What Happens If I Don’t Qualify For Paycheck Protection Program Loan Forgiveness?

To the extent that you have to pay all or a portion of the loan back because it didn’t qualify for forgiveness, you have to pay back that portion of the balance. The repayment terms are as follows:

  • Payments are deferred for 6 months.
  • There’s a 1% interest rate.
  • It’s a 2-year loan term.

Whether you qualify for a PPP loan, there are other options available to you in terms of small-business funding during this time.

Economic Injury Disaster Loans

The EIDL can be used as a stand-alone option or in combination with the PPP. This loan provides up to $2 million in assistance for both small businesses and nonprofit companies. The interest rate is 3.75% for a for-profit loan and 2.75% for nonprofits with a term of up to 30 years. The funds can be used for payroll, outstanding debt obligations, mortgages and rent as well as materials.

If you get approved for both the Paycheck Protection Program and the EIDL, there are circumstances in which you may have to refinance your loan into a PPP loan if it was used for payroll costs. Your lender can let you know what you need to know.

The nice thing about this particular program is that it offers a little bit more flexibility as to what you can do with the funding than the PPP. This could help you retool your business for a post-COVID-19 environment. For example, you could use the money to get online sales up and running.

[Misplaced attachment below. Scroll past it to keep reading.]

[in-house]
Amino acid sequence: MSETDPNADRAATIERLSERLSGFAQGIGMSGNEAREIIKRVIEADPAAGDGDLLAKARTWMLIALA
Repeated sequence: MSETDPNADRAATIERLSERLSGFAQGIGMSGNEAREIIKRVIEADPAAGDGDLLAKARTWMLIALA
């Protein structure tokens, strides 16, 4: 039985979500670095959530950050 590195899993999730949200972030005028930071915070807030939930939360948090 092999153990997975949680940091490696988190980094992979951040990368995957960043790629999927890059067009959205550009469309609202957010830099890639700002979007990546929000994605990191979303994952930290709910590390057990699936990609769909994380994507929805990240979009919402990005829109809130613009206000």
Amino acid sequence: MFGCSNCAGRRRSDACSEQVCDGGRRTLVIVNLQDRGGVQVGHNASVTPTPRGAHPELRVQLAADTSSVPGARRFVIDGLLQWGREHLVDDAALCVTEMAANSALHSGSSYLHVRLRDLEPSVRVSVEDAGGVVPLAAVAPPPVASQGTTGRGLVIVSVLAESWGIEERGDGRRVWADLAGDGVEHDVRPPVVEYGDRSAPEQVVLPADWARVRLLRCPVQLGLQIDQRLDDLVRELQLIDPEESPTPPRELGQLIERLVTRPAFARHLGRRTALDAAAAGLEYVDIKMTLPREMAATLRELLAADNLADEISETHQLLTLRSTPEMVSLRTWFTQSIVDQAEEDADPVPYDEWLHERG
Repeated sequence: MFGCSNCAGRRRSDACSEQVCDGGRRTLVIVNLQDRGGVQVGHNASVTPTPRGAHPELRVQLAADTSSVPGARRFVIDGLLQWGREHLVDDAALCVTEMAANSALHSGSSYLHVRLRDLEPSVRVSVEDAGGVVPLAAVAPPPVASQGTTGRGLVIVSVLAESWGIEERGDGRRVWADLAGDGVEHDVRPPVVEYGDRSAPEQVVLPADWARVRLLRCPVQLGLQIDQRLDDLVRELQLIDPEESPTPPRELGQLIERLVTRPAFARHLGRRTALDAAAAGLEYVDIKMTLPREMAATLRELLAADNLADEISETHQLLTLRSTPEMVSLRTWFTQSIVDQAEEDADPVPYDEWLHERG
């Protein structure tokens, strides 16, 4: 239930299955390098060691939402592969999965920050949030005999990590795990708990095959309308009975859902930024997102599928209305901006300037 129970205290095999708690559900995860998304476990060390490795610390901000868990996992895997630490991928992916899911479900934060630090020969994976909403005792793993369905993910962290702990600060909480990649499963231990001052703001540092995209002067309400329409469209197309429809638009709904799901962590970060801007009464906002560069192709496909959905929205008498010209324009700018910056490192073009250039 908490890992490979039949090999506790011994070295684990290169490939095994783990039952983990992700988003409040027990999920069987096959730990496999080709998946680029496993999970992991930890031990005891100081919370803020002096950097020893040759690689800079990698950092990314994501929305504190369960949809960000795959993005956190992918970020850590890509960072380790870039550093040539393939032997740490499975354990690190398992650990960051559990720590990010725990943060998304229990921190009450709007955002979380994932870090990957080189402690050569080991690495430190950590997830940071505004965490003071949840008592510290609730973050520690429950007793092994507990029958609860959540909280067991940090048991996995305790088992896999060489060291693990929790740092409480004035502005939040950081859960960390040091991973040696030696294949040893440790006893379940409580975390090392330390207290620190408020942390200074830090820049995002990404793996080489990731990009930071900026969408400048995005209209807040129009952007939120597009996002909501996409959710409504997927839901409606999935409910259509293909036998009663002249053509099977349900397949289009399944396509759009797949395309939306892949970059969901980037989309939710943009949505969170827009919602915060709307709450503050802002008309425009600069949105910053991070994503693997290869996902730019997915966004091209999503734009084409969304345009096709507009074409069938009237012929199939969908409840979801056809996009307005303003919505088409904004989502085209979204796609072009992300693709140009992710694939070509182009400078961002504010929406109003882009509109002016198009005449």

New PPP applications from certain lenders are still being accepted. New EIDL applications are only being accepted for U.S. Agricultural businesses; however, applications that were previously submitted are still being reviewed on a first-come, first-served basis.

EIDL Forgiveness

Unlike the PPP loans, there’s no forgiveness provision for Economic Injury Disaster Loans, so you’ll be paying them back. However, you won’t be doing so right away because there is currently a 12-month payment deferral in place. Additionally, remember that the interest rates are low and there are more options for how you use this funding in comparison with the PPP.

We know you’re struggling right now, but there are steps you can take to ensure you can survive and thrive once the nation moves past this. There are several free resources available to assist small businesses impacted by COVID-19.

For personalized advice based on your situation, we again recommend speaking with your financial advisor and tax professional..